A massage therapist using massage topicals on a client

As a massage therapist, there are many things you can do to help ease clients’ pain and improve their mental health.

These are just two of the benefits of engaging in massage therapy according to the National Center for Complementary and Integrative Health.

Part of easing pain effectively involves choosing the technique that is most likely to offer your clients the best results.

For instance, research published in the North American Journal of Sports Physical Therapy shares that sports massage provides pre-event benefits such as reduced blood pressure and improved mood, while also helping athletes post-event by reducing delayed onset muscle soreness and treating any injuries that may occur.

Deep tissue massage, on the other hand, is best suited for clients with pain-based conditions or difficulties with range of motion.

However, one additional way to help clients get the most from their massages involves knowing how to get the most from the topicals you choose.

Most fall into one of three categories: warming topicals, topicals that create cooling effects and basic massage topicals.

Warming Topical Considerations

One ingredient commonly found in warming topicals is camphor. Healthline explains that camphor comes from the wood of camphor trees and can help with pain and irritation, as well as itching and inflammation. Additionally, the skin absorbs it easily and, as long as it is used correctly and isn’t used in high doses, it is safe for the average client.

Camphor-containing massage topicals can help a variety of pain-based conditions. For example, one study in the IOSR Journal of Nursing and Health Sciences found that using camphor oil combined with warm mustard oil was more effective at relieving knee joint pain in women than warm mustard oil alone.

Other pieces of research indicate that warming topicals can also provide relief if arthritis is present.

The one thing to keep in mind when using warming topicals is that these types of products should not be combined with other warming agents and devices. This includes ultrasound equipment, heat therapy, and other warming gels according to Sombra Professional Therapy Products.

Use of Cooling Topicals

Cooling topicals enable massage therapists to provide pain relief without risk of freezing or irritating the affected area, and many such topicals contain the ingredient menthol. The Encyclopedia Britannica indicates that menthol can be synthetically produced or obtained from peppermint oil. Either way, it produces a cooling sensation that research has found to help ease pain.

One such study was published in the Journal of Bodywork and Movement Therapies and involved 20 adult females who struggled with hand arthritis. Part of the subjects received massage therapy and the rest engaged in massage therapy with a menthol topical.

The group that engaged in massage with the menthol topical reported more improvement in hand function, greater grip strength, and reduced hand pain than the non-menthol group. They also noted more improvements in their mood and sleep.

Again, when using cooling topicals, Sombra advises avoiding the use of ultrasound equipment or heat therapy on the patient.

Basic Massage Topical Options

A third topical option is to use basic massage cremes and lotions that aren’t heating or cooling. These types of products are great for use on clients who engage in massage therapy to help them relax or to release minor stresses and myofascial “knots” versus trying to obtain relief for a physical health condition.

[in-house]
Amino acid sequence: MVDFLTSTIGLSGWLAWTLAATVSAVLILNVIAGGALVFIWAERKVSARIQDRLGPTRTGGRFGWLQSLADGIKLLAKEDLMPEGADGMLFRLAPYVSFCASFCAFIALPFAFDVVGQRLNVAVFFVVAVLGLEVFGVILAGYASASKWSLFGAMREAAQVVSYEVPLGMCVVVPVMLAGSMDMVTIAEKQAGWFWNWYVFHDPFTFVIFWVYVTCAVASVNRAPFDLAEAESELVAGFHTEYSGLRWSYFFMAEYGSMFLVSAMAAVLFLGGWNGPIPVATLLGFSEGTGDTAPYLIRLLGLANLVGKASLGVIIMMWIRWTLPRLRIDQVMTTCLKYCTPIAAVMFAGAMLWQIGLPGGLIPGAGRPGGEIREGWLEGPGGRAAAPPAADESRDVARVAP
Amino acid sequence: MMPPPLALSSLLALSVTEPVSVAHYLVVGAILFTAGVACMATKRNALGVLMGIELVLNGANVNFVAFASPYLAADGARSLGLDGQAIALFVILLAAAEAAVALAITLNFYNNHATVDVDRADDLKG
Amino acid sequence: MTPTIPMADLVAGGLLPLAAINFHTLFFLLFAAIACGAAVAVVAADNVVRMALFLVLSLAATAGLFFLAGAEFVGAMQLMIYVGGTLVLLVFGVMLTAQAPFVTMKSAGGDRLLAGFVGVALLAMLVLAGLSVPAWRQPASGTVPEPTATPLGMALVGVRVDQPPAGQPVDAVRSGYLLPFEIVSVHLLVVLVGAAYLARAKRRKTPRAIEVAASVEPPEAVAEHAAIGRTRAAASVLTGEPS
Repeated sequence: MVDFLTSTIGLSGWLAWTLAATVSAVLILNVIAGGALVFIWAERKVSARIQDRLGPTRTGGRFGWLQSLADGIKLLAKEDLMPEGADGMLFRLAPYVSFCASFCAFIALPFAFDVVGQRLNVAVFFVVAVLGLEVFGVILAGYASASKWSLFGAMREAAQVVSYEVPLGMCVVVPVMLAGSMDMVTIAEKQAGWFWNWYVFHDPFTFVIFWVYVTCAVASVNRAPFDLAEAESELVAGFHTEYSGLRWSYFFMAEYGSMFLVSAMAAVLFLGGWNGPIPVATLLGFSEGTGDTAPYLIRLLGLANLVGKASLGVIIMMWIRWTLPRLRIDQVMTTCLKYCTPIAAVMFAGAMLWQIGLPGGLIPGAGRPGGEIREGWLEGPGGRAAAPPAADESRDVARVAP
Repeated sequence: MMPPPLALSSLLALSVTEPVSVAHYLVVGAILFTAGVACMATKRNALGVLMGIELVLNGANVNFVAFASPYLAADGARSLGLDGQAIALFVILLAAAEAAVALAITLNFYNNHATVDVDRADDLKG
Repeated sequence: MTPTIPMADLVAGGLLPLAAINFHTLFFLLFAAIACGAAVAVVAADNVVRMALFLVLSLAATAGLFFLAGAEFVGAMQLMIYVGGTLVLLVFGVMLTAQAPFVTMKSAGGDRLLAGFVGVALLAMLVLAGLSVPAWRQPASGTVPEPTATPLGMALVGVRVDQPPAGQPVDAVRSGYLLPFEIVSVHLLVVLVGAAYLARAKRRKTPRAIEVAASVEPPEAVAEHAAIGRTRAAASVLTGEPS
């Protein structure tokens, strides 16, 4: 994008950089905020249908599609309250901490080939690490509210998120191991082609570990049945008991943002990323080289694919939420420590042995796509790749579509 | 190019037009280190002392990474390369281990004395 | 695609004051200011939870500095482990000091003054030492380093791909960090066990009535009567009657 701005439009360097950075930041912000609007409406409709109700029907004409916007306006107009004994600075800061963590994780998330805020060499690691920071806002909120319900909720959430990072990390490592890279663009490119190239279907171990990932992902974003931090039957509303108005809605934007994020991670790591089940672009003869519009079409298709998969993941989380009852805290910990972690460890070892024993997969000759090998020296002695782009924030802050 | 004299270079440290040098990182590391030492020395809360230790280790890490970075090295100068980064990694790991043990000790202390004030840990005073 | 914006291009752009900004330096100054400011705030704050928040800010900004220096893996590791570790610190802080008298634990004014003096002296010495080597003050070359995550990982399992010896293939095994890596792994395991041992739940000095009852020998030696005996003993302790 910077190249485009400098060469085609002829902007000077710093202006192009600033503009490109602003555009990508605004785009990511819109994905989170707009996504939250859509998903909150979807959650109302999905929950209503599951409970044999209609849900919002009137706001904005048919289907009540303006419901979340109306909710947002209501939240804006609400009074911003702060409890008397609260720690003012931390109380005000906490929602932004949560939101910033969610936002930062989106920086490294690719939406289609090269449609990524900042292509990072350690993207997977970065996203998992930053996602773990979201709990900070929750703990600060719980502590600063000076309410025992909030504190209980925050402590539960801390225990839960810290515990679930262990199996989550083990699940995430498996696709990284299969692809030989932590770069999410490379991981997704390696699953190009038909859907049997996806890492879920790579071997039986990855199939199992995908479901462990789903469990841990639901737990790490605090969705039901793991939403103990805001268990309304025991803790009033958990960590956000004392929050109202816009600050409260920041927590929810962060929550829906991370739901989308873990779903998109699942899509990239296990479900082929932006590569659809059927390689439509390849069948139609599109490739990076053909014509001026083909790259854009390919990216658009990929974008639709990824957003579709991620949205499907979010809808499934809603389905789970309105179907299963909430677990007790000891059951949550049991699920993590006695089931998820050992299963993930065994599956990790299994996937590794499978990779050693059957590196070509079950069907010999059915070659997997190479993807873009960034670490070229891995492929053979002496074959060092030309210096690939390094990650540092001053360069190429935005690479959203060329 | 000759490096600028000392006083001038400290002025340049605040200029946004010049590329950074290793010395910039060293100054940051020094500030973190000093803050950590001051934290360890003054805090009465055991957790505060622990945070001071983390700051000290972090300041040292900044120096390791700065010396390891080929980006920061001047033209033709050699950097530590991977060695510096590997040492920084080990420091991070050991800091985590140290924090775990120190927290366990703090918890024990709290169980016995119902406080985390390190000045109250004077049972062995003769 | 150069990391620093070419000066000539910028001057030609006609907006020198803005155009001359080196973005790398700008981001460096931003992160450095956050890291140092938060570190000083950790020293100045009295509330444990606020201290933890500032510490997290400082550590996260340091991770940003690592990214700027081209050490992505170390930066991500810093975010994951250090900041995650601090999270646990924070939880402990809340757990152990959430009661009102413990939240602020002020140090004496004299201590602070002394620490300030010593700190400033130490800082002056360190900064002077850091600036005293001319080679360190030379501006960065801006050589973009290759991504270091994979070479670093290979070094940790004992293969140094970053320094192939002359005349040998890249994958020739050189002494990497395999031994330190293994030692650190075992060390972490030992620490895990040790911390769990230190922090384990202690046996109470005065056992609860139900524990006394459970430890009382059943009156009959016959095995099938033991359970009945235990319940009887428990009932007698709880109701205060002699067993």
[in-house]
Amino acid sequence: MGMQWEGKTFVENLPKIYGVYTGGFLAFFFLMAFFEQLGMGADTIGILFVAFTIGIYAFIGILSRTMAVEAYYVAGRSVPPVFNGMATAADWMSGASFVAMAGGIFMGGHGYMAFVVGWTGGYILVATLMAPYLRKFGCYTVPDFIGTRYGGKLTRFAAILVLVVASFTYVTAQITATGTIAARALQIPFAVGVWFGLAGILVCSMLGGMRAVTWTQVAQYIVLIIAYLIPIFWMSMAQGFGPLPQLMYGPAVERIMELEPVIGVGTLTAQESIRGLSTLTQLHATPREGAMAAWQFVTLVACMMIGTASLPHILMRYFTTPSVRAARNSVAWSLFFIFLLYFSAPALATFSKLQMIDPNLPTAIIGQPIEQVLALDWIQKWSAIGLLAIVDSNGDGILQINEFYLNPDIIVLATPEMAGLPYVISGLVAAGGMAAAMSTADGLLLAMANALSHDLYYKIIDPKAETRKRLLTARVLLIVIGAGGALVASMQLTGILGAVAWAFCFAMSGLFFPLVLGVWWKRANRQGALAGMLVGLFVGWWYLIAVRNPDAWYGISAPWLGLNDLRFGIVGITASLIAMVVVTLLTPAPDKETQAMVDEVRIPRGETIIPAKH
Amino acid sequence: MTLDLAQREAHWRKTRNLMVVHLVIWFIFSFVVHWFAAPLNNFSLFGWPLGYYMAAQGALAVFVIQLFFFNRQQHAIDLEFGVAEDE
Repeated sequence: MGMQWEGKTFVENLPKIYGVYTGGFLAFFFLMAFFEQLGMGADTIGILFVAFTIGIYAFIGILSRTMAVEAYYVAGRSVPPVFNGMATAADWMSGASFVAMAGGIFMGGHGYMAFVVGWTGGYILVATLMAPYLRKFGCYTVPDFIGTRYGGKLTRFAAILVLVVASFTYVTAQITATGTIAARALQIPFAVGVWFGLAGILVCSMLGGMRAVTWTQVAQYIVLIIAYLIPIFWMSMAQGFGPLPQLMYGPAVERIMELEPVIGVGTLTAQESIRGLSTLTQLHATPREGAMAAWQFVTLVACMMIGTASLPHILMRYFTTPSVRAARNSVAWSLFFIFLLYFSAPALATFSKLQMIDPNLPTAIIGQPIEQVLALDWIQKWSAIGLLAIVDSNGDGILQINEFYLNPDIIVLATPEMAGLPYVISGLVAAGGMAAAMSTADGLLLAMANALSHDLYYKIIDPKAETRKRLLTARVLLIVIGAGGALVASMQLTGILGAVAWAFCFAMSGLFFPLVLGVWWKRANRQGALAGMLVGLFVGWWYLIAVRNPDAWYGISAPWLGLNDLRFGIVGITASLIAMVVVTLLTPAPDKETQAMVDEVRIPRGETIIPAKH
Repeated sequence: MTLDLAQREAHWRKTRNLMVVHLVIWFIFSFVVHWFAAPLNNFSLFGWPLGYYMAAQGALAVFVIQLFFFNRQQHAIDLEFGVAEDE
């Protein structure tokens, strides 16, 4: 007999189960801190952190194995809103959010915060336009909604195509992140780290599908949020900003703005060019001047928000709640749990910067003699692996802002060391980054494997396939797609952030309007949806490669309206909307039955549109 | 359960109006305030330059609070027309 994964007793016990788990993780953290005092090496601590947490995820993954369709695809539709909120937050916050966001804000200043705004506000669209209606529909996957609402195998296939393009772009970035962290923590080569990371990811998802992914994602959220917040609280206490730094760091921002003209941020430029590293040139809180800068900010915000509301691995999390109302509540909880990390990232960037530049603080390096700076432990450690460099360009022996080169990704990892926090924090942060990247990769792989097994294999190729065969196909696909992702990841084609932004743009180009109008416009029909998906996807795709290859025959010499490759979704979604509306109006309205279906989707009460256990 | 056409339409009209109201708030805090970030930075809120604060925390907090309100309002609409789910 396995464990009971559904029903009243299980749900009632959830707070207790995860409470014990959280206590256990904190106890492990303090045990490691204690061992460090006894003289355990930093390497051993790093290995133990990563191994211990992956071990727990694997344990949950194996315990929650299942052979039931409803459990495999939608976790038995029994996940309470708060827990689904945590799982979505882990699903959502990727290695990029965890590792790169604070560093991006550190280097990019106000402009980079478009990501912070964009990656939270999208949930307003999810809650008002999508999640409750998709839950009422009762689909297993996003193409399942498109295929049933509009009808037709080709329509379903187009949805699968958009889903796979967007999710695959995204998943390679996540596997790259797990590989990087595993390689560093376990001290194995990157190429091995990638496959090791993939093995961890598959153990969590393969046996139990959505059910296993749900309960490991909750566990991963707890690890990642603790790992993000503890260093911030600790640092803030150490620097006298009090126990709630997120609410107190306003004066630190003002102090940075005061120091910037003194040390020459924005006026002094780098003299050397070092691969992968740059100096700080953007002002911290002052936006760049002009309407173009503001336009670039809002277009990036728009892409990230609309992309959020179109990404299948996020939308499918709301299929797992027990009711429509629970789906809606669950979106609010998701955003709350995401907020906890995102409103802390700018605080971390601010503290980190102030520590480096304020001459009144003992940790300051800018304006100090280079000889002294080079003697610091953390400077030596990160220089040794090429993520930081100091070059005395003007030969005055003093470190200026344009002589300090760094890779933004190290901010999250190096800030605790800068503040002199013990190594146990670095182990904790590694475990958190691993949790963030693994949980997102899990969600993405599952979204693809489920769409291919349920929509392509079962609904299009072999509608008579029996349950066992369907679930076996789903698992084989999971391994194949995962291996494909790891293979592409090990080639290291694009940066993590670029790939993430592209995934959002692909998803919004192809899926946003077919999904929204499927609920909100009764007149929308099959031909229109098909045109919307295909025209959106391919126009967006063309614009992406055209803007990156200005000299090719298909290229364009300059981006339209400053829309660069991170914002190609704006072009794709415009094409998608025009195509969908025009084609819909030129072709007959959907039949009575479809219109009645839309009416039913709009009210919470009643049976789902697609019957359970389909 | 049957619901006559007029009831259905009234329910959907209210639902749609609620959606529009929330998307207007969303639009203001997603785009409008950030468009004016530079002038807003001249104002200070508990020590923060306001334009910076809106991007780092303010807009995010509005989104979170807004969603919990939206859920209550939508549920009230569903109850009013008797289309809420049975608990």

Some of these non-heating and non-cooling topicals do contain other ingredients though, which potentially makes them better options for certain sets of clients.

For instance, many topical manufacturers are now offering CBD oil products. CBD stands for cannabidiol, a component of the marijuana or hemp plant known for its medicinal purposes without creating the high typically associated with THC (tetrahydrocannabinol).

Medical News Today reports that CBD can help reduce pain and inflammation while also causing a relaxation response. That makes a topical containing this ingredient beneficial for individuals who struggle with anxiety or a chronic pain condition.

However, it’s also important to know your local laws and whether they allow you to use CBD products in your massage therapy practice as Medical News Today indicates that each state has different opinions regarding its legality and use.

Massage Topical Best Use Practices

Regardless of what type of topicals you choose to offer your clients, there are a few additional best use practices, which, when followed, can help you get the most from them.

One is to not use topicals on wounds or damaged skin. Additionally, if the topical contains an analgesic, Sombra recommends not bandaging the area tightly and taking precautions to ensure that the product does not get into the eyes.

If you sell topicals to your clients, it also helps to let them know how they can get the most out of the oil, gel, lotion, or creme they purchased from you.

This includes sharing that they should not use it more than four times a day, it needs to be rubbed in thoroughly until it is absorbed, and not using it on children or pregnant women without a doctor’s approval.

Also share the precautions, such as discontinuing use if their condition worsens, if they experience symptoms for more than a week, or if symptoms disappear and reappear within a few days.

There are quite a few topical options for massage therapists and getting the most from each one involves learning what type of conditions they treat and how to use them to get the best results. That makes them as beneficial to you, the practitioner, as they are for your clients.